(Reuters) - Russia will station tactical nuclear weapons in Belarus, President Vladimir Putin said on Saturday, sending a warning to NATO over its military support for Ukraine and escalating a standoff with the West.
Although not unexpected and while Putin said the move would not violate nuclear non-proliferation promises, it is one of the Russia's most pronounced nuclear signals since the beginning of its invasion of Ukraine 13 months ago.
The United States - the world's other nuclear superpower - has reacted cautiously to Putin's statement, with a senior administration official saying there were no signs Moscow planned to use its nuclear weapons.
Putin likened his plans to the U.S. stationing its weapons in Europe and said that Russia would not be transferring control to Belarus. But this could be the first time since the mid-1990s that Russia were to base such weapons outside the country.
"There is nothing unusual here either: firstly, the United States has been doing this for decades. They have long deployed their tactical nuclear weapons on the territory of their allied countries," Putin told state television.
"We agreed that we will do the same - without violating our obligations, I emphasize, without violating our international obligations on the nonproliferation of nuclear weapons."
Tensions have grown over the war in Ukraine after heavy supplies of Western weaponry to Kyiv and Moscow shifting its rhetoric on its military operation away from "demilitarisation" of its neighbour to fighting "the collective West" there.
Some hawkish Russian politicians and commentators have long speculated about nuclear strikes, saying Russia has the right to defend itself with nuclear weapons if it is pushed beyond its limits.
"Tactical" nuclear weapons refer to those used for specific gains on a battlefield rather than those with the capacity to wipe out cities. It is unclear how many such weapons Russia has, given it is an area still shrouded in Cold War secrecy.
Experts told Reuters the development was significant, since Russia had until now been proud that unlike the United States, it did not deploy nuclear weapons outside its borders.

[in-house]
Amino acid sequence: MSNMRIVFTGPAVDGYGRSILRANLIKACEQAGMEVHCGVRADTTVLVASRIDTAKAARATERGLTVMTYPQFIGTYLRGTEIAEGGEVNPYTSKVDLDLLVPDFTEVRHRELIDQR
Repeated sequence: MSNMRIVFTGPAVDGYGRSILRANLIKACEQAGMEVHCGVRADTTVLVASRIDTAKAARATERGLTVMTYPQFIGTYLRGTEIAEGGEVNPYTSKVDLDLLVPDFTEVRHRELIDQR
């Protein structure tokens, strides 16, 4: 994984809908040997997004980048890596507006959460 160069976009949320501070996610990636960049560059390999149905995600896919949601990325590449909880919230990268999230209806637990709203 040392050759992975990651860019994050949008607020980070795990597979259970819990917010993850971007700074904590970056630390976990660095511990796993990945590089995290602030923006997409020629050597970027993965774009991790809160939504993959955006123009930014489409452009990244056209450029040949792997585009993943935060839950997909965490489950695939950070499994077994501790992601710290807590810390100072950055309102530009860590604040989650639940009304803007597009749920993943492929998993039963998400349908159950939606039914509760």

The senior U.S. administration official noted that Russia and Belarus had been speaking about the transfer of nuclear weapons for some time.
"We have not seen any reason to adjust our own strategic nuclear posture nor any indications Russia is preparing to use a nuclear weapon. We remain committed to the collective defence of the NATO alliance," the official said.
Putin did not specify when the weapons would be transferred to Belarus, which has borders with three NATO members - Poland, Lithuania and Latvia. He said Russia would complete the construction of a storage facility there by July 1.
"This is part of Putin's game to try to intimidate NATO ... because there is no military utility from doing this in Belarus as Russia has so many of these weapons and forces inside Russia," said Hans Kristensen, director of the nuclear information project at the Federation of American Scientists.
It was also unclear where in Belarus the weapons would be stationed. The transfer would expand Russia's nuclear strike ability along NATO's eastern border.
Although the Kremlin has never publicly confirmed it, the West has long being saying that Russia keeps nuclear-capable missiles in Kaliningrad, its Baltic coast exclave between NATO and European Union members Poland and Lithuania.
The International Campaign to Abolish Nuclear Weapons called Putin's announcement an extremely dangerous escalation.
"In the context of the war in Ukraine, the likelihood of miscalculation or misinterpretation is extremely high. Sharing nuclear weapons makes the situation much worse and risks catastrophic humanitarian consequences," it said on Twitter.
Putin said that Belarusian President Alexander Lukashenko had long requested the deployment. There was no immediate reaction from Lukashenko.
While the Belarusian army has not formally fought in Ukraine, Minsk and Moscow have a close military relationship. Minsk allowed Moscow to use Belarusian territory to send troops into Ukraine last year and the two nations stepped up joint military training.
"We are not handing over (the weapons). And the U.S. does not hand (them) over to its allies. We're basically doing the same thing they've been doing for a decade," Putin said.
"They have allies in certain countries and they train ... their crews. We are going to do the same thing."
Russia has stationed 10 aircraft in Belarus capable of carrying tactical nuclear weapons, Putin said, adding that it had already transferred to Belarus a number of Iskander tactical missile systems that can launch nuclear weapons.
"It's a very significant move," said Nikolai Sokov, a senior fellow at the Vienna Center for Disarmament and Non-Proliferation.
"Russia had always been very proud that it had no nuclear weapons outside its territory. So, now, yes, they are changing that and it's a big change."
(This story has been corrected to fix the surname of analyst to Sokov from Sokol in the penultimate paragraph)
(Additional reporting by Guy Faulconbridge in London, Raphael Satter and Andrea Shalal in Washington and Lidia Kelly in Melbourne; Writing by David Ljunggren and Lidia Kelly; Editing by Matthew Lewis, Deepa Babington and Marguerita Choy)